Donde la oferta me lleve

Day trip to Otodome and Shiraito falls and to Ice and Wind caves

This is the chronicle of our day trip nearby Hakone. We visited Otodome Falls, Shiraito Falls, the Ice Cave and the Wind Cave. Our day ended in a fine Rotenburo. It was a great day!

[Please excuse any mistakes as English is not our first language. Any corrections will be very welcomed, you can send them to our Facebook page. Thanks!! You can find the Spanish version of this post here.]
Shiraito Falls
Shiraito Falls

[5/03/2015] Waterfalls, caves, Mt. Fuji and (almost) everything else you can find nearby Hakone

We got to Shibuya Station early in the morning. Our destination was Odawara where our rental car was waiting for us. The train ride gave us a chance to see the massive Mt. Fuji from afar.

El monte Fuji visto desde el tren bala
Mt. Fuji seen from a shinkasen

If you want to go from Shibuya to Odawara you can take the Yamanote Line to Shinagawa and then take a Shinkasen Kodama to Odawara. The journey is short, less than an hour, so we got to Odawara at eight o’clock. We got a little bit lost as usual but we found the car rental offices at last.

We booked a car without GPS as we were planning on use our mobile phone as GPS but it turned out that a GPS device was built into the car so we had to pay for it. It’s likely that this is a common feature in most of the cars for rental so keep it in mind when you rent a car in Japan.

Once we had taken care of the paperwork I was ready to drive in Japan for the first time. I already had some experience in driving on the left side since we had a little road trip to Great Ocean Road (Australia) but I couldn’t help having butterflies in my stomach.

Un Nissan Moco, el coche que alquilamos en Japón
Our little shoe box on wheels (Nissan Moco)

We could catch another glimpse of Mt. Fuji while driving on the highway. We thought we would be able to see it much better in Hakone but we were wrong so we are glad we took some pictures from our car.

El monte Fuji visto desde la autopista
Mt Fuji seen from the highway

Otodome (Otodome-no-taki) and Shiraito (Shiraito-no-taki) falls were our first stop. They are located nearby Karuizawa and you can find them easly with GPS. There’s a paid parking lot  just in front of Otodome falls. We are pretty sure that there’s enough parking space in Karuizawa  so you could save the parking fee but we didn’t want to waste time looking for a place to park and then walk back to the waterfalls.

There’s a nice walk from the parking lot to the Otodome falls. It’s not a big waterfall but it’s a fine sight to see.

La catarata Otodome
Otodome Falls
Paseo hasta las cataratas Shiraito desde la catarata Otodome
The walk from Otodome Falls to Shiraito Fallas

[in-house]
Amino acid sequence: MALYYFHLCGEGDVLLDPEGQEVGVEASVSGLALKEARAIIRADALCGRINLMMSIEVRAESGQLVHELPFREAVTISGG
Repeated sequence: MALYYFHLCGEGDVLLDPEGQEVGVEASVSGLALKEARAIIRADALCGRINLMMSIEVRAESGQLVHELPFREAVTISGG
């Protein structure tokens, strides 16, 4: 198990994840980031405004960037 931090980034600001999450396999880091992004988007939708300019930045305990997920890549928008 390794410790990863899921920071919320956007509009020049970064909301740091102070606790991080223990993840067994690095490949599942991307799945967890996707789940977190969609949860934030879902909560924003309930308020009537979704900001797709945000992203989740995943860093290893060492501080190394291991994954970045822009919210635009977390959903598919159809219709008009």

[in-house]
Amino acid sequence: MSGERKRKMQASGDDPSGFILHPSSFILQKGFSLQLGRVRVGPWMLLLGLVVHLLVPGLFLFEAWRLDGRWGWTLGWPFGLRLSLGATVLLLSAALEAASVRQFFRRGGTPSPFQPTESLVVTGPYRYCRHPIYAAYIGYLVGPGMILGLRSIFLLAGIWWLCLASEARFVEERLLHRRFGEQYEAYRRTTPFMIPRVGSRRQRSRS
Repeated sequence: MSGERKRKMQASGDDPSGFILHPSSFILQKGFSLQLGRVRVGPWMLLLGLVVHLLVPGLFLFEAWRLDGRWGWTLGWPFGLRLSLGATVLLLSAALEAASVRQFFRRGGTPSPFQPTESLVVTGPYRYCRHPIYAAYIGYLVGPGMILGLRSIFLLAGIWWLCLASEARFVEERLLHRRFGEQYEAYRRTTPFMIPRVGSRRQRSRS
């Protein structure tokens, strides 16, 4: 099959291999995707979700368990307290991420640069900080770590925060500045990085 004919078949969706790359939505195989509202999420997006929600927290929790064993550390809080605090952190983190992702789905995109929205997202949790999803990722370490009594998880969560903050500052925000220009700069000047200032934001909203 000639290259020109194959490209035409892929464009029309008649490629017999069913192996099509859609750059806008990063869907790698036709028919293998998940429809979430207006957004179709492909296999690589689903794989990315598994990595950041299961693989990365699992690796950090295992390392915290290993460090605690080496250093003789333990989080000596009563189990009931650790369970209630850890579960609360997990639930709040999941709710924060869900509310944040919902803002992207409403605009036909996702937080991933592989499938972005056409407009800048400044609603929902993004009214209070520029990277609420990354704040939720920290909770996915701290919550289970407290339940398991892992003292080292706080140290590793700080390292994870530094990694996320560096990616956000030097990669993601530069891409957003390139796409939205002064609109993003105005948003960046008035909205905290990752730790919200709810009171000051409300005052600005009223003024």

Shiraito falls are very near to Otodome falls, you simply have to follow the rest of tourists along a short walk 😉

Las cataratas Shiraito
Shiraito Falls
Las cataratas Shiraito
Shiraito Falls

We took thousands of pictures and enjoyed the waterfalls and its surroundings. Then we went back to our car and we headed to the Ice and Wind caves. They are not far from each other, you can find both in the road to Narusawa. Their opening times are 09:00 – 16:30 and the admission ticket costs 280 yens for each one. The Bat cave is also near but it’s temporary close -or at least it was closed when at that time.

About 1100 years ago, the lava flow from the eruption of Mt. Fuji gradually cooled and shrank, leaving caves where gases escaped. This way, both the Ice and the Wind cave were formed.

We went first to the Ice Cave (Narusawa-hyoketsu). It’s a vertical cave with a lot of ups and downs. The cave forms a loop, so you can follow its path and enjoy its wonders.

Entrada a la Cueva del Hielo
Ice Cave entrance

The Ice Cave was used as a seed storage until the firt half of the 20th century. A wall of stacked ice blocks has been recreated his old use as natural freezer. Inside the cave you can also find an old well used in the age before running water.

Cartel en la cueva de hielo que indica como se usaban los bloques de hielo como refrigeración, en la antigüedad
Ice blocks were sold as indoor refrigeration

Water drips from the cave ceiling and freezes to form huge pillars of ice. Natural ice forms in the winter and lasts until early autumn.

Entrada al Hell's Hole de la Cueva del Hielo de Narusawa
The «Hell Hole»

Some sections of the cave have a very low ceiling, you have to crouch and walk sideways to pass through. There is an ice pond perpetually frozen within the cave, it’s very slippery so be careful.

The Ice Wind is a gently sloping cave in comparison to the Ice cave. It’s also a little bit less interesting but since they are so close, we don’t recommend to skip this cave.

Entrada a la Cueva del Viento, en Fugaku
Wind Cave entrance

There is an ice wall recreated inside the cave by cutting out and stacking natural ice, a method which was used in the times before modern electrical refrigeration. The natural refrigeration kept high-quality seeds fresh and improved their budding. This cave was also used as a storage area for silkworm eggs.

El muro de hielo en el interior de la Cueva del Viento
The ice wall inside the Wind Cave

The Wind Cave surrounding are nicer than the Ice cave ones because it’s located in the middle of a forest. On top of that, there was a lot of snow so it was a beautiful scenery.

We spend the night in the Sengokuhara Shinanoki Ichinoyu hotel, a nice rotenburo that we absolutely recommend for those who are looking for a ryokan experience at a moderate price.

Nuestra habitación en el Sengokuhara Shinanoki Ichinoyu
Our room at the Sengokuhara Shinanoki Ichinoyu ryokan

The private in-room onsen bath is a very enjoyable experience.

Baño de agua termal en el hotel
A private onsen, what a treat!

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